Why An Armored Vehicle for The Mercer County Sheriff’s Department?
To the Editor:
We, the undersigned, representing Not In Our Town Princeton, a multi-racial, multi-faith racial justice organization, have concerns about the proposed purchase of an armored tactical vehicle by the Mercer County Sheriff’s Office. This type of highly specialized vehicle costs about $300,000 and its usefulness is quite limited. In addition to the cost, we are most concerned about how it will be used.
Over the past generation, there has been a tendency for civilian police and sheriff’s departments to use military style tactics, weapons and vehicles. The change in policing methods comes at a financial and social cost to the community. This cost is both in the expense of tactical vehicles and equipment, but more critically, it is the cost of the disengagement of law enforcement from the communities being served, in particular communities of color. The people in the community and on the street are no longer known as individuals but are seen as dangerous and as opponents. More powerful weapons and equipment are requested to deal with those opponents. Innocent people are at risk and lives are lost from SWAT teams breaking into the wrong address and injuring or killing innocent people; citizens have died in standoffs in which buildings are destroyed or entire city blocks burned down. Once military-style weapons systems have been purchased, there is an incentive to prove the value of the purchase by using the equipment. And difficult situations such as armed standoffs and hostage negotiations, which require a range of exceptional skills and patience to defuse or neutralize, instead become an opportunity to use extreme force with little regard to the surrounding community.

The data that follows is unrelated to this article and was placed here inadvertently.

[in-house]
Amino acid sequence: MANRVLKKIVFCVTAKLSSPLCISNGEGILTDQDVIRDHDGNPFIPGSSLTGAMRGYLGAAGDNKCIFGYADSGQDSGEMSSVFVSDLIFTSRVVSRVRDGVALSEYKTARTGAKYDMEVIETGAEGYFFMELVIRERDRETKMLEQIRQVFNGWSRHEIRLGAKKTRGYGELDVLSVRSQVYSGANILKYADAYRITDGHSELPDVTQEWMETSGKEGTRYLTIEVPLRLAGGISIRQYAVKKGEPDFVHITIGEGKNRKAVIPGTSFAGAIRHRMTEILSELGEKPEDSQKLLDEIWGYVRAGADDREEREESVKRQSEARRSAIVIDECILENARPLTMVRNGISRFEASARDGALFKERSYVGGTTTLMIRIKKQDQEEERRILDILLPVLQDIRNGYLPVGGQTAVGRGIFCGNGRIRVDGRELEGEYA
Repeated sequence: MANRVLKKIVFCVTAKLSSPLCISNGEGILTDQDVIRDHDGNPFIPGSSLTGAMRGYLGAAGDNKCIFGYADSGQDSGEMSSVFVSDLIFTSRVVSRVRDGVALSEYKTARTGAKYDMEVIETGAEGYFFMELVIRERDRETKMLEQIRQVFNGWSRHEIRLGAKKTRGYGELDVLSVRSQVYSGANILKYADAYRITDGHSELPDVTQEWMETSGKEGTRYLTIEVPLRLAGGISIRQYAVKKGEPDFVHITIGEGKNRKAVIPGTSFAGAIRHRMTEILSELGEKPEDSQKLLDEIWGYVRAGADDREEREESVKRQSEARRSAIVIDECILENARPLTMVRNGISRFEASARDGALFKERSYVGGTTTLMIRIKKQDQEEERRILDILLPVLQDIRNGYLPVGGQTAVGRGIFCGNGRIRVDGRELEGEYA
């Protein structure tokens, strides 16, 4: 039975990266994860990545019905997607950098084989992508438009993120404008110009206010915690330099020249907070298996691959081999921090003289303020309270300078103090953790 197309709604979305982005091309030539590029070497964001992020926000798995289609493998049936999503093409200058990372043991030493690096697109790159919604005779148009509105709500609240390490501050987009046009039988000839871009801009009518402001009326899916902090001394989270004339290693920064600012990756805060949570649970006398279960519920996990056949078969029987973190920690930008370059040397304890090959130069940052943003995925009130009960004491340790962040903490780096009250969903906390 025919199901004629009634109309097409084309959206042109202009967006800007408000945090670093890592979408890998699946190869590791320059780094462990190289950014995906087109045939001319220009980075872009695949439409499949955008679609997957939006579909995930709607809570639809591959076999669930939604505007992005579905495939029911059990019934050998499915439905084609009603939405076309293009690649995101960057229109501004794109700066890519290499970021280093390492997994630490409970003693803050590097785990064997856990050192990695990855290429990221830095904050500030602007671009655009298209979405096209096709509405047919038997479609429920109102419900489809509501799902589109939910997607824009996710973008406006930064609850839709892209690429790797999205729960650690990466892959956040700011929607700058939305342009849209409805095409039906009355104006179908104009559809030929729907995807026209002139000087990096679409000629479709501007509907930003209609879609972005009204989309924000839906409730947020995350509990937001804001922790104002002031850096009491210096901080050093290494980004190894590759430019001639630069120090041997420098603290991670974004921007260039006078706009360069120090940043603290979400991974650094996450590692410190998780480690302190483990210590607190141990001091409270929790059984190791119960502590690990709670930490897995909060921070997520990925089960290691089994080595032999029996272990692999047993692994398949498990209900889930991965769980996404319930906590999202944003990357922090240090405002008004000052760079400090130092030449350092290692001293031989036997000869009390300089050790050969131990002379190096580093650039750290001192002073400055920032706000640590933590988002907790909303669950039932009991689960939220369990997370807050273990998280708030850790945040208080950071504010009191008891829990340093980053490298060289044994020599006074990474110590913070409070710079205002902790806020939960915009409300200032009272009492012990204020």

We propose that the monies requested for this armored tactical vehicle instead be invested in programs that benefit the people of Mercer County. The sheriff’s office has specialized units such as K-9, Fugitive, and the Sheriff’s Emergency Response Team, all of which provide valuable assistance to other law enforcement agencies in the county. In addition, the office has supported other first responders during natural disasters and emergencies. Finally, the office has initiated and runs a number of worthwhile community service programs to benefit children, parents, and especially seniors. We feel that the sheriff’s office could better spend $300,000 on human resources rather than military hardware.
Join us in expressing your opposition to the proposed armored vehicle purchase by calling the Mercer County Freeholders and attending the Freeholder meeting on Thursday, September 12, 6 p.m., Room 211 of Mercer County’s McDade Administration Building, located at 640 S. Broad Street in Trenton.
Don Styker, Ted Fetter
Kani Ilangovan, M.D.
Linda Oppenheim, Miki Mendelsohn